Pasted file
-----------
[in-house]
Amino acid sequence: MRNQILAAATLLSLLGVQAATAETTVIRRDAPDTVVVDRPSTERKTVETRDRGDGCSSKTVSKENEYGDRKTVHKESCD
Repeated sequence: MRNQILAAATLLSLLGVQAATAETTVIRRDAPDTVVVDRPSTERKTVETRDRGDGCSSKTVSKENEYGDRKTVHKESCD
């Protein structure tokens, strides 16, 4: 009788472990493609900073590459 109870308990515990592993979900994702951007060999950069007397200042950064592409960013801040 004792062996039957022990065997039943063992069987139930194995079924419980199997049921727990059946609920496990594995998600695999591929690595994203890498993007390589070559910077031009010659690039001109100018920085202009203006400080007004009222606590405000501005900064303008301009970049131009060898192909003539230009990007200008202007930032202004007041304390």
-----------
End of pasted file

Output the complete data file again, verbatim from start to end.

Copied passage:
[in-house]
Amino acid sequence: MRNQILAAATLLSLLGVQAATAETTVIRRDAPDTVVVDRPSTERKTVETRDRGDGCSSKTVSKENEYGDRKTVHKESCD
Repeated sequence: MRNQILAAATLLSLLGVQAATAETTVIRRDAPDTVVVDRPSTERKTVETRDRGDGCSSKTVSKENEYGDRKTVHKESCD
């Protein structure tokens, strides 16, 4: 009788472990493609900073590459 109870308990515990592993979900994702951007060999950069007397200042950064592409960013801040 004792062996039957022990065997039943063992069987139930194995079924419980199997049921727990059946609920496990594995998600695999591929690595994203890498993007390589070559910077031009010659690039001109100018920085202009203006400080007004009222606590405000501005900064303008301009970049131009060898192909003539230009990007200008202007930032202004007041304390």